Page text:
“The Nixon campaign in 1968, and the Nixon White House after that, had two enemies: the antiwar left and black people. You understand what I’m saying? We knew we couldn’t make it illegal to be either against the war or black, but by getting the public to associate the hippies with marijuana and blacks with heroin, and then criminalizing both heavily, we could disrupt those communities. We could arrest their leaders, raid their homes, break up their meetings, and vilify them night after night on the evening news. Did we know we were lying about the drugs? Of course we did.”
The time has come for the people of the United States to wake up to the reality of the dark values upon which our current drug policy and laws are based. We cannot, as a people, afford to continue to criminalize ourselves, our family members, and our neighbors.
Our goal with the The Medicinal Cannabis and Industrial Hemp Amendment is to begin healing our society by explicitly spelling out our rights. This is not only to provide medicine to patients – it is designed to protect us from campaigns of oppression.
It was made explicit, in the way Ohioans voted in 2015 – considering over 50% of Ohioans support full cannabis legalization, but only 36% voted for Responsible Ohio’s business scheme – that the people of Ohio are as concerned with the injustices produced under investor-friendly legalization models as they are with the injustices under prohibition.
It is understandable that the legalization movement is tired from fighting hard for decades and it may be tempting to take an “easier” path by letting those with deep pockets (whose pockets, perhaps, are fatter due to social and economic injustices perpetuated by the Drug War) take over some control. As GrassRoots Ohioans, we recognize public health and safety are important and that profit motives and restrictive/unscientific regulations serve as obstacles to those ends. In addition, giving moneyed interests advantage or special access to the cannabis industry only perpetuates the racial and economic inequities of the War on Drugs. What does it mean for the future advancement of low-income and minority Americans if policies that create this industry – already valued at $5.4 billion – lock them out of it? Is this the picture of justice or oppression repackaged?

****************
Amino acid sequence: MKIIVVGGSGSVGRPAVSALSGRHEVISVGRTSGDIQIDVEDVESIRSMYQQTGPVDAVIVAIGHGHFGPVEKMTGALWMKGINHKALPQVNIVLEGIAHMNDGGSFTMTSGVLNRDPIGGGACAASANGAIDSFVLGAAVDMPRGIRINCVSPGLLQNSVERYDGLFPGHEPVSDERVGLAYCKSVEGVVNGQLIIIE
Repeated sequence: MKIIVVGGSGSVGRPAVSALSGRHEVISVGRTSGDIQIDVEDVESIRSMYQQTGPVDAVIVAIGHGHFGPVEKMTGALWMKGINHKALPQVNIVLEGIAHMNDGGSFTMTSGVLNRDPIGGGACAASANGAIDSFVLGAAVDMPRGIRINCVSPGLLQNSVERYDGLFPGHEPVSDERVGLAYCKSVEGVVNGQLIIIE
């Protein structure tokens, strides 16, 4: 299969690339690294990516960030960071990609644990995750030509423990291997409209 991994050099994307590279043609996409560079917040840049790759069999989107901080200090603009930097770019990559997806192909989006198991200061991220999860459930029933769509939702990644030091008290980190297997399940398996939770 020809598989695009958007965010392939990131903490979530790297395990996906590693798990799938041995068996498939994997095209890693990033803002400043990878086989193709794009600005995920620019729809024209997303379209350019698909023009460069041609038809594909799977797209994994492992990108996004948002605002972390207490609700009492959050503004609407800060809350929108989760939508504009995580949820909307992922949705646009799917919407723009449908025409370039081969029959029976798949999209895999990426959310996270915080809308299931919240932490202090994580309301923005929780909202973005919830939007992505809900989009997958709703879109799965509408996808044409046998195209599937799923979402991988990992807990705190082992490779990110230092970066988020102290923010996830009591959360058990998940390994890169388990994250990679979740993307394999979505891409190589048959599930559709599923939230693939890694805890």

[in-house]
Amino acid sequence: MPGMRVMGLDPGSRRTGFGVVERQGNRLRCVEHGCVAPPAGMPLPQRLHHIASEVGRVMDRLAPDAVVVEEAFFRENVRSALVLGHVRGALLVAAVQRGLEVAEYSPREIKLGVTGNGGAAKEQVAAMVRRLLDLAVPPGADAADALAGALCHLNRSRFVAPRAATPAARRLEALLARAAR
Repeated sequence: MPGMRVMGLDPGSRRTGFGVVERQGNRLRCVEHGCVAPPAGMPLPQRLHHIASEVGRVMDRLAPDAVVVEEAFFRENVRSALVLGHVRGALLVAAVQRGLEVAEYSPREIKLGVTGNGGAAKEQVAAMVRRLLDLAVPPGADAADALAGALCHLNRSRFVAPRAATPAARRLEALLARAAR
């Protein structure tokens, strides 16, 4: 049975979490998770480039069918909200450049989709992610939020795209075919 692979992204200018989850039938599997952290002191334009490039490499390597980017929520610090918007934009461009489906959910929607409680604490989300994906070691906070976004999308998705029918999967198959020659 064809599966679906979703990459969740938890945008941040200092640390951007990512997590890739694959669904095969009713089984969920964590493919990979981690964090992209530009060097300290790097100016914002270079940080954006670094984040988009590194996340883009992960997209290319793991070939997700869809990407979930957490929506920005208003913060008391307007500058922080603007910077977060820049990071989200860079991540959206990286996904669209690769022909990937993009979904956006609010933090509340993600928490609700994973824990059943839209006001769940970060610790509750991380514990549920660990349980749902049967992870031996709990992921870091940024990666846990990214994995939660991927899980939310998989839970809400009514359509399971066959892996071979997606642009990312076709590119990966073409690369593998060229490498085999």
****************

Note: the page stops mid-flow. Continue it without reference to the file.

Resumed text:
We deserve policy based on facts and scientific evidence, rather than political convenience. The United States’ legacy of liberty is rooted in the idea of governance centered around the protection of fundamental human rights. Let us take this to the next step. The rights enumerated in the U.S. Bill of Rights were designed to protect us from tyrannical governance. Is that not what we are facing currently with the Drug War? We must stand together and tell the State that we do not support policy based on racism and political oppression.
GrassRoots Ohioans is building a long-term movement to promote drug policies that advance our values of social justice, Constitutional principles, and scientific evidence. We hope you will join our team!